Expand educational opportunities for the weaker sections
Expand educational opportunities for the weaker sections
By Dr Bharat Jhunjhunwala
It is seen that students from English-medium private schools rise fast in their career while those from local language government schools lag far behind. Brilliant students from the poorer classes are not able to reach high in the social ladder. The gap between poor and rich is increasing. Educationists have expressed concern at this increasing social stratification.
Many suggest that the Government should enforce same education for all students up to High School so that this social gap can be narrowed down.
The issue is intertwined with that of economic and social inequality. Certain degree of inequality is necessary for the growth of any species. The species of bees will not grow if all bees are reduced to the same level. None will be able to become queen bee and procreation will come to an end. Or, equality among a group of lions will lead to their splintering away from the group. Individual lions would scarcely be able to fend attacks from other animals.
Making of a ‘society’ inevitably involves creation of inequality and social stratification. On the other hand, inequality becomes a destructive force beyond a certain point. Lions of the herd will be starved if the King Lion were to eat away all the meat. The lone surviving King too would hardly be able to hunt and survive on his own.
Human beings have likewise accepted certain degree of inequality. They have ensured that the upper classes do not capture all the resources. The upper classes will not be able to grow food for them if they capture all the resources and they will be in trouble. At the same time they have discarded equal distribution. Man will be reduced to a primitive existence if the resources are distributed equally. Every man will spend all his time growing food and weaving cloth and have little time left to make spacecrafts or computers. A particular level of inequality is best for the growth and survival of any species, including humankind.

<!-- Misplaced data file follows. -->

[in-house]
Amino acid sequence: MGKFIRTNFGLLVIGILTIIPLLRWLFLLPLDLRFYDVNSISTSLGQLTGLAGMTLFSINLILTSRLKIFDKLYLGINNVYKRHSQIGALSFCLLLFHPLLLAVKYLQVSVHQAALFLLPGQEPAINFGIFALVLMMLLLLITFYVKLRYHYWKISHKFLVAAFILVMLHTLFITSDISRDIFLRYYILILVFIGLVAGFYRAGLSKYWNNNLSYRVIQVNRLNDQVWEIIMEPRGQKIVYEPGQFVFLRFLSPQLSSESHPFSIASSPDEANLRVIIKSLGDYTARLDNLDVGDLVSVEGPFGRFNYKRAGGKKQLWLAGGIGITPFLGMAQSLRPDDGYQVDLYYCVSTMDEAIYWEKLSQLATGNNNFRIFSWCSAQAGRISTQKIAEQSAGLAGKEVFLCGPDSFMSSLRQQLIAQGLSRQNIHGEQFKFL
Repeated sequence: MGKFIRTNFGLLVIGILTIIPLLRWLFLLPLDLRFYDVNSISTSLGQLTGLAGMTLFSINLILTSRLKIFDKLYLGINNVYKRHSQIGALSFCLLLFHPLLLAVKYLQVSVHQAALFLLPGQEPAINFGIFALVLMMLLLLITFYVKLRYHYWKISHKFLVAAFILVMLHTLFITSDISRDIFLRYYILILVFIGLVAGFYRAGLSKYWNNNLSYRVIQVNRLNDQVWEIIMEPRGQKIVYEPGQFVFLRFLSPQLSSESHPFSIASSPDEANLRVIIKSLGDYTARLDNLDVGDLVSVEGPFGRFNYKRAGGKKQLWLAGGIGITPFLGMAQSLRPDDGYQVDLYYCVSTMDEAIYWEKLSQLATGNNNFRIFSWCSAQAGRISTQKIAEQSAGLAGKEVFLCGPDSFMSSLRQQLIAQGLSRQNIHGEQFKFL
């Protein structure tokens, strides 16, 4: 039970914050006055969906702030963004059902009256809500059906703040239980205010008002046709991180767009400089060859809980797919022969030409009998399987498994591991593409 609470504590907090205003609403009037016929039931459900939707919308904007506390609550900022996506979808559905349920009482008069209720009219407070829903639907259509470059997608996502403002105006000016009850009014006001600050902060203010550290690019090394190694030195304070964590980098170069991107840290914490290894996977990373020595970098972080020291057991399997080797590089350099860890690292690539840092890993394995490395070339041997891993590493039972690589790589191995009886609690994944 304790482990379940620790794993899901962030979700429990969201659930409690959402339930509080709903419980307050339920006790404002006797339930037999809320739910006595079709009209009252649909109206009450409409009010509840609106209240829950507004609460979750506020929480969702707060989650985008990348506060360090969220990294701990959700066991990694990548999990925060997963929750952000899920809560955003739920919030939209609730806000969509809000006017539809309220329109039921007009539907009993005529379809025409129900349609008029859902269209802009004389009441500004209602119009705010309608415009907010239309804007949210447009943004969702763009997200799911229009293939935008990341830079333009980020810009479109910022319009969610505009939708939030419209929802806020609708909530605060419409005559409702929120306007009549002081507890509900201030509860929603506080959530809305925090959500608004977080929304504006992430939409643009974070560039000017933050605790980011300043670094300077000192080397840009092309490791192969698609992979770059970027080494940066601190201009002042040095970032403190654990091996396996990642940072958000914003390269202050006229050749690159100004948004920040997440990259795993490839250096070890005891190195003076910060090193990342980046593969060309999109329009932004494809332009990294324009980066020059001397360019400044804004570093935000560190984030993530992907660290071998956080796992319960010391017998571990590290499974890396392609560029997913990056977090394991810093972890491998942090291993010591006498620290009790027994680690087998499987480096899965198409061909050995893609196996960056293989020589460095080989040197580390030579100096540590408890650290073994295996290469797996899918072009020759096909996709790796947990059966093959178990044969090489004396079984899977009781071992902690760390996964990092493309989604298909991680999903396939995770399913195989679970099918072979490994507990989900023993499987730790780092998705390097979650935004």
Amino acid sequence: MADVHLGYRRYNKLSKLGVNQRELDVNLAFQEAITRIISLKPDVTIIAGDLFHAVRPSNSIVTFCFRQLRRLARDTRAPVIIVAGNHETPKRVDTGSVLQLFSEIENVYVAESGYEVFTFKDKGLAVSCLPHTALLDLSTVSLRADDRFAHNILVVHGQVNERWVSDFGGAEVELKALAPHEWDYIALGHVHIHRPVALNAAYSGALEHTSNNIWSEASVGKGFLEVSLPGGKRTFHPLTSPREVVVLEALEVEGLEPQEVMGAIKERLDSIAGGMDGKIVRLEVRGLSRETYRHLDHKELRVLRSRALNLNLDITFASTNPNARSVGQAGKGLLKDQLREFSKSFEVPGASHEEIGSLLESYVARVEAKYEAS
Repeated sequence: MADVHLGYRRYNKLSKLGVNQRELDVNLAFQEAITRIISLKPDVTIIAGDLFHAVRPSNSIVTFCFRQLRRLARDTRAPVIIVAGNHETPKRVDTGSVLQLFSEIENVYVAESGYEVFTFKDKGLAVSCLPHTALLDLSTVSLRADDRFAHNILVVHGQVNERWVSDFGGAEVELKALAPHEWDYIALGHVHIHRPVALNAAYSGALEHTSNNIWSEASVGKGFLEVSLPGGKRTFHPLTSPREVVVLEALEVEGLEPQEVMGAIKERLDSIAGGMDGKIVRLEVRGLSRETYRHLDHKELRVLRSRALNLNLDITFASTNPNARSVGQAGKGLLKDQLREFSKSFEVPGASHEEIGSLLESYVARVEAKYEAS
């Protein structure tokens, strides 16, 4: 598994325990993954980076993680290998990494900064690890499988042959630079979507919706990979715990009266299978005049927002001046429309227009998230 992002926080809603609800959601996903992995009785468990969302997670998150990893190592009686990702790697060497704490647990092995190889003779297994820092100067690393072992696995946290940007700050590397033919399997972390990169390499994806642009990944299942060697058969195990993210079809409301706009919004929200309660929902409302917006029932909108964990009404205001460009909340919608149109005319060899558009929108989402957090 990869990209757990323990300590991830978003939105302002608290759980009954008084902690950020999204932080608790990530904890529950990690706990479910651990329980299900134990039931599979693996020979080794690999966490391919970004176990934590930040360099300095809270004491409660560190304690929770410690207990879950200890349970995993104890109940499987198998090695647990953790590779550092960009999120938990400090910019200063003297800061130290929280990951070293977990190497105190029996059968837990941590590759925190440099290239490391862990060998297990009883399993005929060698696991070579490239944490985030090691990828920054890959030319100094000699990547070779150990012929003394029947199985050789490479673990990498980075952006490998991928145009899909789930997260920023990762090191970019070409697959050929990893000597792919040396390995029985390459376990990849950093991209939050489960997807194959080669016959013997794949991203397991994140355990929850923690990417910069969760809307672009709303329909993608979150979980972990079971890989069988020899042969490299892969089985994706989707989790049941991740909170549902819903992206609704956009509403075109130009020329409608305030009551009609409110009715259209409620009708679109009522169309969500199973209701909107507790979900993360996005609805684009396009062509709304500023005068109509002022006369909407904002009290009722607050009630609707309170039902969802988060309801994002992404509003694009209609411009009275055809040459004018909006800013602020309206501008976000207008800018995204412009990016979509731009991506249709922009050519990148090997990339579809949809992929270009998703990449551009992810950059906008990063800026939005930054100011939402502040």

Inequality in education is but a reflection of this social reality. Mankind needs farmers, workers, traders, politicians, soldiers, scientists and priests each in certain numbers. The status and capabilities required for these positions are unequal. The education system has been created to develop these professionals with different abilities in the required numbers. This division has not been done consciously. It is done by the market. More medical colleges are established if there is shortage of doctors and their salaries increase. In this way a hierarchy of education is established.
The status of a student in this hierarchy is determined by a large number of factors. These are named as prarabdha, purushartha and bhagya in the Indian tradition. In the context of education, prarabdha may be understood as the family circumstance or inheritance. Parents of one child send him to an English-medium school in the city. The other child is sent to graze the cows because of financial necessities. This difference arises because of what these persons inherit. purushartha may be understood as the effort put by the child. One child takes cows for grazing in the daytime and studies in the evenings. Other child goes to a top school but spends his time partaking drugs. I have met a person who has got PhD from Harvard University but is barely managing to survive as reader in an Indian University. He went to Harvard because of his prarabdha but made little of it because of his purushartha. The third factor of bhagya may be understood as social circumstances that are not of one’s own making. For example, a poor child may be born in Dharavi slum of Mumbai but picked up by a social organisation and given a scholarship to go to an English-medium private school. Another better-off child may be born in a faraway village where there is only one decadent government school. The social status of the child is determined by the combination of these three factors.
The role of the educational establishment is limited to a part of bhagya. Establishment of a common education system for all the children of the country will change the bhagya of both the lower and upper classes. Bhagya of the upper classes will decline and that of the lower classes will improve. However, the prarabdha and purushartha of children from different classes will remain unequal. The educational establishment does not cover all of bhagya either. Other factors such as increased incomes of the parents due to Employment Guarantee Scheme, availability of a road to trek to school or chance posting of a kind bank manager who helps him procure an education loan are also part of bhagya. The contribution of educational establishment to the final status of the child would be about 17 per cent if we reckon the share of prarabdha, purushartha and bhagya at 33 per cent each; and that of educational establishment at one-half of the bhagya.